Storia dell’Arte 107, Gennaio – Aprile 2004
David R. Marshall
Salvator Rosa in Tasmania: Monsù Alto and Bartolomeo Pedon at “Woolmers”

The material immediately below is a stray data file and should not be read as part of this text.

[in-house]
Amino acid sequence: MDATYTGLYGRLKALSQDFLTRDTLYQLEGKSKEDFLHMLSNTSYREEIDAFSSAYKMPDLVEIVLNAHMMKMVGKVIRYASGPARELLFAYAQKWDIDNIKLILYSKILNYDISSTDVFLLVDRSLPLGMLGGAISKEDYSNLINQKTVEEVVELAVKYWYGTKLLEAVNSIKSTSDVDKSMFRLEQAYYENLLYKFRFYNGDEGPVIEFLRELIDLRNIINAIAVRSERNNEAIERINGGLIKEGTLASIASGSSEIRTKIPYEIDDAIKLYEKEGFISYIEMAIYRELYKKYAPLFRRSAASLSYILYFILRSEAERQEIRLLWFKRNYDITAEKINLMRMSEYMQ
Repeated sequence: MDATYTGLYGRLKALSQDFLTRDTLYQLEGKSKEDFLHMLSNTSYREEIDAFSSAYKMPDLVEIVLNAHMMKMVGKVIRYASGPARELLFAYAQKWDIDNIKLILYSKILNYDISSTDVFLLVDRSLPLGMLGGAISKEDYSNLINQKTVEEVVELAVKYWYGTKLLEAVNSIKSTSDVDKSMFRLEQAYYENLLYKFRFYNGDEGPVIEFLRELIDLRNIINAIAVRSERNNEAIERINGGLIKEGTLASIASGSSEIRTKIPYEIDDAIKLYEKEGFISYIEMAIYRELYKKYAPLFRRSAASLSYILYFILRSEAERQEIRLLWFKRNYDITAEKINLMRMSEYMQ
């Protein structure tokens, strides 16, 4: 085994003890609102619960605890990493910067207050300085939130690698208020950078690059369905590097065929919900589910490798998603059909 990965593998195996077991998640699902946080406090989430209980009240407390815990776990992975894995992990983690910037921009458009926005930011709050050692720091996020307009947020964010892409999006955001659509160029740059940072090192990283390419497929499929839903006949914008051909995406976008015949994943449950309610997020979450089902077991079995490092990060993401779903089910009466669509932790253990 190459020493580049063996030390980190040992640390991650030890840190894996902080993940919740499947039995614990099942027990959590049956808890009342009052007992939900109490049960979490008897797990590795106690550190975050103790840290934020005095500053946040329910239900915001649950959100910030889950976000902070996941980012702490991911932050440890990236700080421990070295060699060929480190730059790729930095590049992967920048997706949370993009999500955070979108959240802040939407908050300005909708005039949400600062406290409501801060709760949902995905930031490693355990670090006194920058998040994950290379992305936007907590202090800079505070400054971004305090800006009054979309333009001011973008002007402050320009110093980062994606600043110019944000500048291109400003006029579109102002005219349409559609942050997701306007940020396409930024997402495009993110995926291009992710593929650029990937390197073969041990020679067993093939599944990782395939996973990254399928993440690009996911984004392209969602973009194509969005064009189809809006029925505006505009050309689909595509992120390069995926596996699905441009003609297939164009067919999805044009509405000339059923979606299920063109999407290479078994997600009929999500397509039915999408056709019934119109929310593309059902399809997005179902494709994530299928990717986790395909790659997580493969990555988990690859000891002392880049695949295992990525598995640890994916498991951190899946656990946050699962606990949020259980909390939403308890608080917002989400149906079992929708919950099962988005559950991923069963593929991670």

The island of Tasmania, the southernmost state of Australia, is not normally associated with collections of Italian paintings, but the English settlers of Tasmania in the early nineteenth century attempted to recreate on the other side of the world the country house society that they had left behind, and in at least one instance this extended to a small collection of ‘Grand Tour’ paintings. Woolmers Estate, at Longford, near Launceston, is a grazing property that was settled by Thomas Archer (1790-1850) in 1817. The house was built in 1819, and extended, in 1843. The property, though frequently leased to others, remained in the Archer family until the death of Thomas William Archer (1917-1994) in 1994, when it passed to the Woolmers Foundation Inc., which operates it as a tourist establishment. This continuity of ownership has meant that it still preserves a nineteenth-century collection of furnishings and paintings, including a group of eight paintings traditionally ascribed to Salvator Rosa.